If you have a reluctant reader, encouraging them to read can be a bit of a challenge. So can finding the right level of interactivity in children’s book apps so that it doesn’t distract from the reading experience. Parents, myself included, want to have their child immersed in the story for the right reasons.
There are added benefits to reading on a digital device. Interactivity, when used the right way, can be helpful for a number of kids, from beginning and reluctant readers to English language learners. For instance, if a child is stuck on a word, they can tap the screen and have the word repeated until they are able to pronounce it.
So how do we encourage kids to read in the digital age? Creating good literacy habits starts young and to ensure that children have a wonderful reading experience, here are 10 helpful tips on keeping reading fun and educational in the digital medium ...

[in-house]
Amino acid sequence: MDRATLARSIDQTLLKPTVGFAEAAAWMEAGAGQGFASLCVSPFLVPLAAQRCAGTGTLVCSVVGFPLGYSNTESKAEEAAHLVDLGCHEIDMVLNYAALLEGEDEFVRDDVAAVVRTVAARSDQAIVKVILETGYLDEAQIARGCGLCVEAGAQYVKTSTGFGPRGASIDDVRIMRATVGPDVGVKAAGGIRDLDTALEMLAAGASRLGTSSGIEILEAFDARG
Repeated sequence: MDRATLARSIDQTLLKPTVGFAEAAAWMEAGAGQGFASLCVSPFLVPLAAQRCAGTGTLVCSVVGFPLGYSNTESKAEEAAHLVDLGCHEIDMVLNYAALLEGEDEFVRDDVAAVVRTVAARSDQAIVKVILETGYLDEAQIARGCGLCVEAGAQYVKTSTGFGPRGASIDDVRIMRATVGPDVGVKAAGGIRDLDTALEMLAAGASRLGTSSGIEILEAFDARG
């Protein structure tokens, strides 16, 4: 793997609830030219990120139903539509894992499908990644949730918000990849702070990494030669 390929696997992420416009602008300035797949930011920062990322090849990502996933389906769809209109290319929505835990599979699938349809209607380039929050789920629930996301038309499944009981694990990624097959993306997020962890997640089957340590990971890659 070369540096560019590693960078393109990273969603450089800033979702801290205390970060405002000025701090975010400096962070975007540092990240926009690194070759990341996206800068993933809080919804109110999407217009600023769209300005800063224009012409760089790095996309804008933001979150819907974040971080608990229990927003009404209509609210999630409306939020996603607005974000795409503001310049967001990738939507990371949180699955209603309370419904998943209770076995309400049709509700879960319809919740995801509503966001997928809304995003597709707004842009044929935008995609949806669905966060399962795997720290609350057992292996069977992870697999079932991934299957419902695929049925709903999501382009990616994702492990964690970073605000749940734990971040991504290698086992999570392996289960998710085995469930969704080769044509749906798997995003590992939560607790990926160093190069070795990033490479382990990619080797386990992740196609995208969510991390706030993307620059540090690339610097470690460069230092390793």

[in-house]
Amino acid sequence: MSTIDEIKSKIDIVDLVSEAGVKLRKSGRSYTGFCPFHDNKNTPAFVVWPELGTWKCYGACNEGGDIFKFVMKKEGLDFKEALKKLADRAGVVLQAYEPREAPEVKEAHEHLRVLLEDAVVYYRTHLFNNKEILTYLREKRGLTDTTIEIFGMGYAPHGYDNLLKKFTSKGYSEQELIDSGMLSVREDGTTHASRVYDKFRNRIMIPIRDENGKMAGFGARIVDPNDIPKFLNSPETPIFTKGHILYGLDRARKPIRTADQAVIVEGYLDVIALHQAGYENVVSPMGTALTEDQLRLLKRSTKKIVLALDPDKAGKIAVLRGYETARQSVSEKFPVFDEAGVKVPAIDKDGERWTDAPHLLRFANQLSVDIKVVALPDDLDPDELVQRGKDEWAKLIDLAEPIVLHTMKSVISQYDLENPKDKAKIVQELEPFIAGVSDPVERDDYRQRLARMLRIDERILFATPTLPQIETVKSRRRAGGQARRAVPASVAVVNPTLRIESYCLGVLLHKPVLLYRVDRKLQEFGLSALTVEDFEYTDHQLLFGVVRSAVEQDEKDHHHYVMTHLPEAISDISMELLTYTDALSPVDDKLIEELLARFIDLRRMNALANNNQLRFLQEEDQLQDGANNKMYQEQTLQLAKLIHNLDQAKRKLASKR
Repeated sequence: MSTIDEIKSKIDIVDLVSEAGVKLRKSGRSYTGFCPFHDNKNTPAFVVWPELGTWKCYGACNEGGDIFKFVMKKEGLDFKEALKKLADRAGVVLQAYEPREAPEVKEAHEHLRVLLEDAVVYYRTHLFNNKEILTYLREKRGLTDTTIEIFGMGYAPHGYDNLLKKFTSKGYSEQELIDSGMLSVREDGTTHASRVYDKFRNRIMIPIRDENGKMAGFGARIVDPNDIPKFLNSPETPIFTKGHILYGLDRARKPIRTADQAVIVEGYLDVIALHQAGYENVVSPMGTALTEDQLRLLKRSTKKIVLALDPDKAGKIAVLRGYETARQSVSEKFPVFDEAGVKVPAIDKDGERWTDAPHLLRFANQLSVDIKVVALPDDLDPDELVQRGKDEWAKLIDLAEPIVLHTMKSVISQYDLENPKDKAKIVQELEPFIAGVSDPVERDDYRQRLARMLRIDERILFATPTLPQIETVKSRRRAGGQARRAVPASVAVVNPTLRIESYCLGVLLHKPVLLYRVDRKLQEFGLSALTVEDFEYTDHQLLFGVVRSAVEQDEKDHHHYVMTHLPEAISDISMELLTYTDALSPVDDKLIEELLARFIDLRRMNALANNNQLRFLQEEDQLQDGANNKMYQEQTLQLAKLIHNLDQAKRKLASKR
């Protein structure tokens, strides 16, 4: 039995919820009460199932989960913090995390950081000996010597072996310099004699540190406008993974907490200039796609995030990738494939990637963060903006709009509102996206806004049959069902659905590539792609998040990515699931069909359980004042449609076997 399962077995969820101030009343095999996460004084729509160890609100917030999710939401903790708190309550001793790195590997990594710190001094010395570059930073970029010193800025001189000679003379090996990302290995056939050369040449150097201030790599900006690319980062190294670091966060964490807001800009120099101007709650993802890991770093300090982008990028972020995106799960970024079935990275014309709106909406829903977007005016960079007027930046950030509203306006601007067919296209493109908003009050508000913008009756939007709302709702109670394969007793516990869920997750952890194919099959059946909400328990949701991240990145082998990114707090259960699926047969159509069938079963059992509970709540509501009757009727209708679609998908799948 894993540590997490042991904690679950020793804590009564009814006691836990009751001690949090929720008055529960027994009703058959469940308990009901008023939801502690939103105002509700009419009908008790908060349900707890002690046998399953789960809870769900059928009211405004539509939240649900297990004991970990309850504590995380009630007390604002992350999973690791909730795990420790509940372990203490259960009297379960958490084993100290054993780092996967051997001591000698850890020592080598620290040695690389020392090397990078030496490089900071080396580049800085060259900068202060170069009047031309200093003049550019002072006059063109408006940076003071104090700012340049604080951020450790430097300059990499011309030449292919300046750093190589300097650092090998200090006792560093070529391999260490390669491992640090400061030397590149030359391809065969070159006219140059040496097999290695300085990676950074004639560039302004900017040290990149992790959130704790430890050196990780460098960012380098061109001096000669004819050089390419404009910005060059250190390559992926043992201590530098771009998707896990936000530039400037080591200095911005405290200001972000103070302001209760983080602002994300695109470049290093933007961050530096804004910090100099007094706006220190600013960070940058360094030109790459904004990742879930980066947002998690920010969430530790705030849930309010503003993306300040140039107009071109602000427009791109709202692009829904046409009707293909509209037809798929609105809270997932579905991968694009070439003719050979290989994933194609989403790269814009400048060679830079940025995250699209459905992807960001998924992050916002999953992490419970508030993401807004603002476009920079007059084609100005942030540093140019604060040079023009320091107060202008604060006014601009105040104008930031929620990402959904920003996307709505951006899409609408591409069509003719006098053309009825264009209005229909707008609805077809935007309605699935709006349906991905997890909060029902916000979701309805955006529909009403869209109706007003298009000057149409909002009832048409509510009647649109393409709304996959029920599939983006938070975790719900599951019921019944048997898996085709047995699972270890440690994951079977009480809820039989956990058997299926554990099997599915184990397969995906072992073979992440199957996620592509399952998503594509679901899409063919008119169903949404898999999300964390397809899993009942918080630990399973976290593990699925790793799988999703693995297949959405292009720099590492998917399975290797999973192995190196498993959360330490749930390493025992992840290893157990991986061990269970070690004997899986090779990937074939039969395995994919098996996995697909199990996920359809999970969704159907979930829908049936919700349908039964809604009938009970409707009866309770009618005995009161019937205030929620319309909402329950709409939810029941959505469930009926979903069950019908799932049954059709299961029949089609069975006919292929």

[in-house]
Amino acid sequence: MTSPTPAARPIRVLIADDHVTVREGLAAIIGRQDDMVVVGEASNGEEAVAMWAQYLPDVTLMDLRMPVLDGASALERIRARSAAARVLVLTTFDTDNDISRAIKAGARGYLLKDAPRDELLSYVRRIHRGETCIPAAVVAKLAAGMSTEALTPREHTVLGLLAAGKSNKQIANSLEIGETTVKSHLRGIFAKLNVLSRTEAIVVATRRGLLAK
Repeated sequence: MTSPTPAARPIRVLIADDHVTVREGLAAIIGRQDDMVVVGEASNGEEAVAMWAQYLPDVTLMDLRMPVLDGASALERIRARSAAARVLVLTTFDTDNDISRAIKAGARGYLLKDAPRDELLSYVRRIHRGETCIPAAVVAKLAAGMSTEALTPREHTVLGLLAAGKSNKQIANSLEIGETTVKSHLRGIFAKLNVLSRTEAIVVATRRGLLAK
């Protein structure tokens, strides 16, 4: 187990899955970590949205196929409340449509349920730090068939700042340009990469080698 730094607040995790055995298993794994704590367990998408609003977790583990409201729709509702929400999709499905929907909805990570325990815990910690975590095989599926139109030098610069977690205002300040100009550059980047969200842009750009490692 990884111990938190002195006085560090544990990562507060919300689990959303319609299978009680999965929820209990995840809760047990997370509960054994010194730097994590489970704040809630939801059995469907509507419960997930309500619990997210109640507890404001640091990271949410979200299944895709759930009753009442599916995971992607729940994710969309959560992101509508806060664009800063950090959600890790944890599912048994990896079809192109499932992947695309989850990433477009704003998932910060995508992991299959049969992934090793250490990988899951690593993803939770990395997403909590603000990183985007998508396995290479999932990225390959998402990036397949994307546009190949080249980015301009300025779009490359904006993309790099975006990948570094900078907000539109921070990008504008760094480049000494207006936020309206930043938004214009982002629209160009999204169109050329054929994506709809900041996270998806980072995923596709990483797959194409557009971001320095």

Technology is transforming learning for people of all ages. Educational software is merging with gaming to help engage children. In many places textbooks have already moved into the digital realm, and teachers are “flipping the classroom” – using the internet to provide pre-classroom lectures and the classroom to embed that knowledge. New educational augmented reality applications are on the market. Inside and outside of schools educational technology is blossoming as new partnerships are being formed to help move numerous new initiatives forward ...
Sometimes parents need to remind themselves: they are the most important role model for their kids. This is a few months old, but an important reminder: The results of a national online study show that 45 percent consider their parents to be their sexuality role model.